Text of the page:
Tuesday, December 11, 2012

16 Days...

...until I'm headed back to Haiti :D Can. Not. Wait.  It's been a year since I've been and it feels like way longer. I'm definitely anxious and excited... there will be one thing missing, prayers appreciated as I prepare to serve without my favorite little guy by my side. He died in April and I wrote this for the RHFH blog shortly after:

 I was lying in bed late at night, with one of the kids in my care sleeping next to me, as his crib and the extra child’s mattress in my room had two kids on IV and oxygen sleeping in them. I had just come back from preparing a little girl for burial, and wanted to try to sleep for a couple hours. It’s not often that I find myself getting emotional about sick or dying kids anymore, but this night was overwhelmingly tough. I found myself closing my eyes trying to hold back the tears, praying that these kids’ suffering would just end. I felt small hands grab onto my neck and shoulders as a child pulled his body closer to mine. He put his hands on my cheeks and touched his nose to mine, holding himself there until we dozed off. This is one of many memories that I have of an amazing little boy named Darlens.

 Included somewhere in the estimated 300,000 deaths resulting from the earthquake in Haiti were both parents of a 3 year old boy who suffered from severe malnutrition and neglect. There is little doubt in my mind that this tiny boy would have died if the earthquake had not taken his parents’ lives that day. I imagine they were not different from many other Haitian parents, both working from sunrise to sunset to earn enough for yesterday’s bowl of rice. Darlens came to RHFH a couple weeks after the earthquake. At 3 years old and 10.5 lbs, his ribs, loose skin and sunken eyes were a shocking sight. With one look at him, most people familiar with malnutrition would have labeled him as too far gone. Luckily, God doesn’t label as we do. His legs were malformed and uneven; likely from being left all day to lie in the shade at home. He could barely be propped sitting up leaning on his pointy elbows long enough to take an admittance photo. He captured my heart immediately. If this kid was going to die, he would not die alone and not without a fight. By making it this far he had already proven that he was a fighter.

 In the first months at RHFH Darlens was slow to progress, and his stomach couldn’t handle anything. Spending his days in the office with Lori, Licia, Caroline and I, Darlens quickly became part of the RHFH family. Having him with me at night allowed me to wake up hourly to sneak calories into his feeding tube. He would wake up, see the milk going into his tube and make himself throw up. Getting this child to gain weight was the most trying and frustrating task that I had ever experienced. Every effort he spent rejecting food made me wonder what he might have gone through to be so broken, so resistant to being cared for. Darlens spent a good half of his time with me on and off of a feeding tube. I remember blogging at one point, about his control issues with food- the child would literally hold a piece of food in his mouth for hours and hours until he would fall asleep with it and drool it out. The advice, prayer, love and encouragement I received that week was overwhelming. I had to lean on God for patience so much through Darlens and quickly learned how little control I had over the situation. All I could do was keep loving him, and giving him my time and best efforts and pray for him.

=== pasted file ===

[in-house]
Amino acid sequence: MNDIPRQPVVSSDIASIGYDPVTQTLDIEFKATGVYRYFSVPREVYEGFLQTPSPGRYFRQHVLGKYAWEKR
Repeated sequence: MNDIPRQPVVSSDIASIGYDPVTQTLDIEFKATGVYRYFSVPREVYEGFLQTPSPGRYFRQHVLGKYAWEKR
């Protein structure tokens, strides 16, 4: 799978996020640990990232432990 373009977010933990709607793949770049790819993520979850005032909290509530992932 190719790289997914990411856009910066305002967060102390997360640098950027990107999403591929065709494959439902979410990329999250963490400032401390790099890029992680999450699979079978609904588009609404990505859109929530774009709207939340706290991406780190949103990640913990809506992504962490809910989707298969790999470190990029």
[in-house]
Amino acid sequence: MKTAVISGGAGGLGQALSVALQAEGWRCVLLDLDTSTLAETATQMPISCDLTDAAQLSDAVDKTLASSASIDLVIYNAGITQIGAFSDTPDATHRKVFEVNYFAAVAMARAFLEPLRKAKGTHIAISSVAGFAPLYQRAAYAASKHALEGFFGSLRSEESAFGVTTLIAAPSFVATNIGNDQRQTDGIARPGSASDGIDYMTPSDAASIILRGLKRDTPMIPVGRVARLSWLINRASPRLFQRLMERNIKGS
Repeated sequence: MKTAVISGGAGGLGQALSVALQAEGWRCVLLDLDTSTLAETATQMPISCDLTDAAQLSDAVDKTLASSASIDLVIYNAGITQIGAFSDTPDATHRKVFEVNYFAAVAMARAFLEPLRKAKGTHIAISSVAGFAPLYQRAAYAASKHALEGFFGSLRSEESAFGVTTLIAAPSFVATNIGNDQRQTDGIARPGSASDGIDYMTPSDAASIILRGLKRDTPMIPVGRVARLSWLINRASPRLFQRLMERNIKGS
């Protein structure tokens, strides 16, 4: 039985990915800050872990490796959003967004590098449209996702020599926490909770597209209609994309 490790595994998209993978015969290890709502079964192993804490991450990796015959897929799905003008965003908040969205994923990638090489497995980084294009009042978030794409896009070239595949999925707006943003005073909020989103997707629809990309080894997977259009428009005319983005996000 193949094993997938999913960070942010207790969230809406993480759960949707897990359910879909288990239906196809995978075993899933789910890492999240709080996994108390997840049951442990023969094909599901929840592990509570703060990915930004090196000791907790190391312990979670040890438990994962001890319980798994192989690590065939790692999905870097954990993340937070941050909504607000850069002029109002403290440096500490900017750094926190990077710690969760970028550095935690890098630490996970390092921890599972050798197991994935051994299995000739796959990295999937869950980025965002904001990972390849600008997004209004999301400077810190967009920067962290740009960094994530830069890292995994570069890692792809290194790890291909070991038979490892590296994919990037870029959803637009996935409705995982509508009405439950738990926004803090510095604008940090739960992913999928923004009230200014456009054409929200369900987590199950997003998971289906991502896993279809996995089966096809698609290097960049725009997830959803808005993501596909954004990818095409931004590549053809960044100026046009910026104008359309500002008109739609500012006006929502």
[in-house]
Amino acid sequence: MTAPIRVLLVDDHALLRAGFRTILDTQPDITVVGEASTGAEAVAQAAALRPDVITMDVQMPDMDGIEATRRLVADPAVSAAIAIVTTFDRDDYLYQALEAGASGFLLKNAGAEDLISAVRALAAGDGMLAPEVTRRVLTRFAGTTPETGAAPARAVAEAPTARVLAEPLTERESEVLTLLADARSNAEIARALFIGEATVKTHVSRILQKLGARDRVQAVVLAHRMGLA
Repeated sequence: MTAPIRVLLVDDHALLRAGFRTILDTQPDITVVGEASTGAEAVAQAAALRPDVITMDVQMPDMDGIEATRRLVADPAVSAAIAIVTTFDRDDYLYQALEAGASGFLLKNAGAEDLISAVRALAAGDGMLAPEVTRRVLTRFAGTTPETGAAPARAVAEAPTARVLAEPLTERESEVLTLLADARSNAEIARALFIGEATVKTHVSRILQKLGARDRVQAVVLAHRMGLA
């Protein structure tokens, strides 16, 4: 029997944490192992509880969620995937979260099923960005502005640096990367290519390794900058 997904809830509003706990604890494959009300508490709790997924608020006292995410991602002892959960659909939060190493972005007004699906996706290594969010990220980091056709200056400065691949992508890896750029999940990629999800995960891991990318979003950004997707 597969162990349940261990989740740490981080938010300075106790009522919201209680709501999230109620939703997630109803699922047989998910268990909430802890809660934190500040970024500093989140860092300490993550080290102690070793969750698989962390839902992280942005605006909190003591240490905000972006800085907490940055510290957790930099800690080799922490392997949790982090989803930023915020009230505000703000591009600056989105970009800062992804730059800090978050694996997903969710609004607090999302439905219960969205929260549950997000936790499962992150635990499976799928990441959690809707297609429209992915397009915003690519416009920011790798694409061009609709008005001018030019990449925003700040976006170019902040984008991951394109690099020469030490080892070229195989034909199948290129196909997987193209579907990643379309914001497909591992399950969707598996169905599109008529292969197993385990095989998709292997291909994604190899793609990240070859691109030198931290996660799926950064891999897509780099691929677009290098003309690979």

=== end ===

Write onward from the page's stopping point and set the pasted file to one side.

There was no sudden turning point, as there seems to be with many kids suffering from malnutrition. Often a child will struggle for weeks or months and then seemingly turn a corner and all the sudden thrive in weight gain, and development. Darlens did not fit this mold. He fought hard to make up for the past 3 years. He would gain a pound, and then have a bout of diarrhea and lose two the next week. I asked a physical therapist from the Air Force to look at him and teach me things I could do to improve his strength. Every day I would make him work for an hour to straighten and strengthen his legs. He screamed through this whole process for the entire hour. He wanted to be held 24/7 but would reject my attention when I put him down or made him eat or stand. I have never worked so hard on anything in my life than I did on getting Darlens to thrive. After six months caring for Darlens, I began doing everything I could to prepare him to join the RC. At this point Darlens was up to about 18 pounds. He would spend days in the NICU tent with the other critical kids and slowly became more adjusted to life with the nannies. They loved him. Licia knew how much Darlens benefitted from intensive care and hired one of the amazing staff to work one-on-one with Darlens during the day when I went back to school. Sonite worked with Darlens for months and by my next trip a couple months later, he was almost standing on his own. To see Sonite’s love for Darlens and her working so intently on helping him progress was beautiful. He was growing, slow but sure, and so happy.

 The thing about kids like Darlens is that they don’t just receive food and recover to go home happily to a family. Some kids never seem to catch a break, or turn that corner. Their lives are a roller coaster of sickness and health. We all invested so much into his life and loved him so deeply that every little accomplishment he had became a celebration. In the same way, every struggle he faced was heart-breaking for everyone who loved him so much. This emotional investment is not a luxury that is often practical in a setting like the Rescue Center because of the frequency of kids coming in and out. Kids die frequently, and miracles happen daily. In November of last year, Darlens was one of many patients to be treated at RHFH for Cholera. Caroline, Lori, and Licia all were busy 24/7 keeping him alive on IV and oxygen. This time was tough on everyone involved, but once again we were forced to pray that God’s will be done. That time, that meant Darlens would make it.